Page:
"Le Luneaux" sounds excellent early as we get this pastoral mood with guitar. Female vocals follow. "Brance De La Haie" is more upbeat and brighter. It's interesting how melancholic this album is. That may have to do with the abundance of reserved vocals and violin.

So a good album that I wish I liked better, but then again the Folk-Prog genre is very hit and miss for me, mostly the latter.

Report this review (#278193)
Posted Friday, April 16, 2010 | Review Permalink
4 stars With their third album, Malicorne reached a higher level and began to be recognized by a larger public. The traditional materials remain preponderant in this record. Even the arrangements stay close to the folk sources of each songs.

Gabriel and Marie were born in Paris (not in Bretagne) and their mother was from the center part of France (not far from Orléans), but their father had libanese origins and I can not help feeling that some oriental influences can sometime be heard in some vocal inflections, more especially in Marie's voice when she sings "Quand je menais mes chevaux boire".

On the contrary, in "Le luneux" ("le", not "les" ; there's only one luneux in the song !), pure wonder sung nearly a capella, her voice recovers the deep feeling of old french folk songs.

The two other great moments of this album are the two epics. The voice of Gabriel, more especially in "L'écolier assassin", is deeply emotionnal, as the stories are cruel and sad. The music is slow, deep, it takes you by the guts, it is mermerizing at some extend.

"La fiancée du timbalier", adapted from the poem of the great french poet Victor Hugo, enrich conveniently the CD reissue.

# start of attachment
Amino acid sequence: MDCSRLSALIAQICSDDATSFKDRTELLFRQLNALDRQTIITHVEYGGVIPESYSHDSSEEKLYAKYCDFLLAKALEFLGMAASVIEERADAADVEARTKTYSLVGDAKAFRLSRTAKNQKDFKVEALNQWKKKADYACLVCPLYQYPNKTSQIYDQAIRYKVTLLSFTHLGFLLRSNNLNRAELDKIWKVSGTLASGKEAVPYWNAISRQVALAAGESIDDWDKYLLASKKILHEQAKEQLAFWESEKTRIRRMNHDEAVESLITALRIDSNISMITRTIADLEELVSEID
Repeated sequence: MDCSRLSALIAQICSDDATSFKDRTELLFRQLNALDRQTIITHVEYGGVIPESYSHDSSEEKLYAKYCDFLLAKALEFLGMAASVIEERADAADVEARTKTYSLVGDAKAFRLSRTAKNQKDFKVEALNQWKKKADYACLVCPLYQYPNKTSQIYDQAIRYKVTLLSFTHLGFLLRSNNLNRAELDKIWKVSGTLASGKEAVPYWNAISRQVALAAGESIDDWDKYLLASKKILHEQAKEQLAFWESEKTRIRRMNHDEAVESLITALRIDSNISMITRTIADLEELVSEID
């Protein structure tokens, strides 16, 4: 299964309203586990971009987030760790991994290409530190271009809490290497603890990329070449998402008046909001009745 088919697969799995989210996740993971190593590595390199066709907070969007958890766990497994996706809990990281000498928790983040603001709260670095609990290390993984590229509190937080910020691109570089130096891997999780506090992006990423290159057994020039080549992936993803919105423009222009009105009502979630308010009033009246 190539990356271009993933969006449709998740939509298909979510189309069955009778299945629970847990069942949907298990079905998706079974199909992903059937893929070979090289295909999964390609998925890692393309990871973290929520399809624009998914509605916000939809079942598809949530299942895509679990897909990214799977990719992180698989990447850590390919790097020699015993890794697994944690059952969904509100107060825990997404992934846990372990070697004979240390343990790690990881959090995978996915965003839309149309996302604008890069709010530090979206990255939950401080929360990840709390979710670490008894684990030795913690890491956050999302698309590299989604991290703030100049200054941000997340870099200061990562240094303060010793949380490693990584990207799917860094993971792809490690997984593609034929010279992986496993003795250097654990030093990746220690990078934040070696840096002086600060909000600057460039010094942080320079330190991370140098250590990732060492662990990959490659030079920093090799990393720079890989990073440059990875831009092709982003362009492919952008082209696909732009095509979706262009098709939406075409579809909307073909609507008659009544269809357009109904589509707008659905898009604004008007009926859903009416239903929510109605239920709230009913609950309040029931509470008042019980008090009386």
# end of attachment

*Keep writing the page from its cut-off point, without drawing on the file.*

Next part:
Report this review (#369461)
Posted Saturday, January 1, 2011 | Review Permalink
Prog-Folk Team
4 stars When approaching decades old material heard for the first time, one must resist the temptation to compare it to those who came after but were known first. Also, although an album's present appeal is what counts most, one must also factor in its influence and ingenuity at the time. In the case of MALICORNE's "breakthrough" third album, all of these aspects are brought to bear. Gabriel and Marie Yacoub advanced the Breton prog folk cause with their precise and uniquely dour medieval style, but they also sound like they were listening to STEELEYE SPAN's "Parcel of Rogues" while stoned, and are still in an altered state today.

Yes indeed this is Brittany's answer to that Steeleye classic which appeared a couple of years earlier, from the herky jerky guitars, violins, a cappella male and female voices to the dirge like rhythms, minimal drums and profound respect for the living and evolving tradition. And while its epic tracks are the highlights - particularly the ponderous "Ecolier Assassin", the eerie "Le Luneux" and the Allison Gross-like closer "La fiancee du timbalier", MALICORNE conjures more atmosphere than a Shakespearean witch. Even if the overall musical mood is considerably more morose than that of Steeleye (and as a result more consistent with the ominous lyrics), and a bit more so than I would like, they do loosen the corset for the GRYPHON like "Branle de la Haie".

Lest you leave with the impression that Yacoub's longstanding project was nothing but a very good rehash of someone else's pet project, may I first say that they managed to forge a clear identity with this, their third disk, and inspired many artists to come, including many from my native Quebec - GAROLOU for instance - where I know they toured at least once. While it might be harder for a hardened fan of 1970s folk rock to enthusiastically endorse MALICORNE on first listen, this disk belongs in everyone's almanac of significant progressive folk music.

Report this review (#912733)
Posted Monday, February 11, 2013 | Review Permalink